Friday, June 1, 2012

Gezer Dig 2012 – May 31 Update Part 2

Start of the day.
By Gary D. Myers

It is a rare day in the Gezer Water System that you can actually see your progress as well as we saw it today. Most days it seems as if only a few shovels of dirt have been remove when tons have been remove.

End of the day
Much of the day was spent removing dirt from the bottom of the tunnel to give workers headroom to address the cave. What had been three feet of headroom at the start of the day was close to six feet of headroom at the end of the room.  Hopefully, our readers can see that progress in the before and after photos shown here.

At the start of the day, only a small area near the cave had been revealed. We assumed we would find a larger cave opening when we removed the dirt from the left side of the tunnel. Not so. As we worked to lower the ground at the end of the tunnel we found thick layer of weak, chalky material extending down around five feet. The narrow cave opening we found last year may be the extent of the opening. Only time will tell.

On the day the team removed 59 bags of dirt, rocks and debris. The team encountered more rocks and larger boulders during the morning. The material switched to wet silt in the afternoon, leading the directors of the project to speculate that the team is working just above the water source. This theory developed last year as the team cut the probe into the cave. Right at the mouth of the cave the team noticed a very muddy spot. As the team traveled back and forth over that spot it got muddier and muddier. This is the same spot.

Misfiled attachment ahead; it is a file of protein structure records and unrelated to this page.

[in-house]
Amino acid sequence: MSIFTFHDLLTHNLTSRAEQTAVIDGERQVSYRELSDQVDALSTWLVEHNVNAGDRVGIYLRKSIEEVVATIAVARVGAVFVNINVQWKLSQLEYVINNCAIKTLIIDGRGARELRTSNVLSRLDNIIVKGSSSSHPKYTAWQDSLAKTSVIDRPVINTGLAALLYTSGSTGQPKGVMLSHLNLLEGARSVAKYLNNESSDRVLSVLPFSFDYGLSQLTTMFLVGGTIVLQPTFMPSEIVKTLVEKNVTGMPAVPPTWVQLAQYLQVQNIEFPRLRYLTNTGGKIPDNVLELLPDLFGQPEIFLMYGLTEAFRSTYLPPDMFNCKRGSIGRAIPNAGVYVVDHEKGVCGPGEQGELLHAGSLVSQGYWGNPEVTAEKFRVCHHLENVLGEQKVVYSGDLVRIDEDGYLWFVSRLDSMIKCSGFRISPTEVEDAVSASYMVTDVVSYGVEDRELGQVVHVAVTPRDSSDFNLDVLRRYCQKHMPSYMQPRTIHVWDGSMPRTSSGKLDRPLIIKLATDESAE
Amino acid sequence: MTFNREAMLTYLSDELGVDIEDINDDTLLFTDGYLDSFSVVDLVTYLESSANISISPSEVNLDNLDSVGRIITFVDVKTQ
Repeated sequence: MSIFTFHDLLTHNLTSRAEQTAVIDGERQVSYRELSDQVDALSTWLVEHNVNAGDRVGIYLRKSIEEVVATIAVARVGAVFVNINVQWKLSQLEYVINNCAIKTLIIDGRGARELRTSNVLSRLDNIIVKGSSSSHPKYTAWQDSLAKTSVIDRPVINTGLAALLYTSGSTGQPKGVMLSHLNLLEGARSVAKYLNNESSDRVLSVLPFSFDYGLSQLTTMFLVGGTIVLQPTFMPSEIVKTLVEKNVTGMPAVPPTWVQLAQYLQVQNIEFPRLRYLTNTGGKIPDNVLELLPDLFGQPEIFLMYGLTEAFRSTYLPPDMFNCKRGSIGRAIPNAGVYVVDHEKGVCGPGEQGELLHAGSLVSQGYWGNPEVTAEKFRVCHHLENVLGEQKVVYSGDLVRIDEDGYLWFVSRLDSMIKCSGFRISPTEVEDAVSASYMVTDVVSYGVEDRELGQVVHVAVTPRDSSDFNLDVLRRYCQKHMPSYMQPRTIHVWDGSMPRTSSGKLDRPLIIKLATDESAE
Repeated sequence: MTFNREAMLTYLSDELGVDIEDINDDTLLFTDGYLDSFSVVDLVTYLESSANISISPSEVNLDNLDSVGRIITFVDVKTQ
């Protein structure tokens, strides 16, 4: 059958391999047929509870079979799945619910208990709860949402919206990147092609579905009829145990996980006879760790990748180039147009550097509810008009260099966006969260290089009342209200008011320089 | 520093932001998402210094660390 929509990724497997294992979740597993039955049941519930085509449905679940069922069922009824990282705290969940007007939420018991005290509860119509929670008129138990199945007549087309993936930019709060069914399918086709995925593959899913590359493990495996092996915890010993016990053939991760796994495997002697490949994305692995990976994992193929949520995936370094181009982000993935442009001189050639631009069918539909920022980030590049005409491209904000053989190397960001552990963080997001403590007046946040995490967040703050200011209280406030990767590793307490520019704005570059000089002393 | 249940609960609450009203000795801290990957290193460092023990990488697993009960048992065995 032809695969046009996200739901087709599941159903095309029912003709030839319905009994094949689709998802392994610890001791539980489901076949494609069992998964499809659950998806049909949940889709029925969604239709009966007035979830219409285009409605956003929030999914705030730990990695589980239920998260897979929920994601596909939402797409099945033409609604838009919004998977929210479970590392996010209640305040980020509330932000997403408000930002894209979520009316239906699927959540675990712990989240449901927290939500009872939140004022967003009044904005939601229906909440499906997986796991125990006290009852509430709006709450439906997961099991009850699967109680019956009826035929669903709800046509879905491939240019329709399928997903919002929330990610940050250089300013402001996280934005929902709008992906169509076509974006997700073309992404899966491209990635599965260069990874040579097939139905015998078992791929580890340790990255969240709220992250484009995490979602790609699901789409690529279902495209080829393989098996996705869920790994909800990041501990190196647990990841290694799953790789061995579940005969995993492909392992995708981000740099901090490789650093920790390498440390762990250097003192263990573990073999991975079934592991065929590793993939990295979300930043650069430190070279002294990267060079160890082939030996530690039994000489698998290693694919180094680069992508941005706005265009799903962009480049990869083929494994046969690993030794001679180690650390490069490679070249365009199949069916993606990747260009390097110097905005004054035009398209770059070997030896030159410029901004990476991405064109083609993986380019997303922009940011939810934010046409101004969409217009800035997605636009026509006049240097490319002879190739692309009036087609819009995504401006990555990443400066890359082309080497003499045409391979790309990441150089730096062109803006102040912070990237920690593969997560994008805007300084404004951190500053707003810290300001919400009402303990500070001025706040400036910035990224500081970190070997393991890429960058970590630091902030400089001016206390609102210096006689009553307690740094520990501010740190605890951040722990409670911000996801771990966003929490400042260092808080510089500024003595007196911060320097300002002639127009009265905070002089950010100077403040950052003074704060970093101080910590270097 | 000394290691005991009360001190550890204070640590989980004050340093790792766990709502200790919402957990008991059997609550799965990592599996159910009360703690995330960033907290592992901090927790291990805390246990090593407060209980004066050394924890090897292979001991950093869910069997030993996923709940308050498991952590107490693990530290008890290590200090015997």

During the first two seasons, the bag count has been the major indicator of progress. As we begin to clear the cave, many bags of debris will need to be removed. However, the count is less important now. Dr. Dan Warner will be keeping a watchful eye on the work, hoping to find anything (including an inscription or a pottery layer) that would help date the tunnel. The team will also be searching for an exit through the back of the cave.

Losing team members
Thursday was the last work day for Stephen Woodson Sr. and Stephen Woodson Jr. from Oklahoma. This father and son team has played a key role in this year’s dig and they will be missed. Join us in praying for their safety as they travel home June. 2-3.

The Bad News
There was an equipment malfunction and/or operator error issue during the filming of the Week One video update. We regret to inform you that the update will be delayed for a few days. Hang with us and we’ll get the issues ironed out and post the update as soon as possible.

Today’s Gezer Passage
2 Samuel 5:22-25
Once more the Philistines came up and spread out in the Valley of Rephaim; so David inquired of the Lord, and he answered, “Do not go straight up, but circle around behind them and attack them in front of the poplar trees. As soon as you hear the sound of marching in the tops of the poplar trees, move quickly, because that will mean the Lord has gone out in front of you to strike the Philistine army.” So David did as the Lord commanded him, and he struck down the Philistines all the way from Gibeon[d] to Gezer.


The Gezer Water System project is co-sponsored by the Israel Nature and Parks Authority and New Orleans Baptist Theological Seminary under the direction of Tsvika Tsuk, chief archaeologist at INPA, and Dan Warner, co-director of the Center for Archaeological Research at NOBTS.

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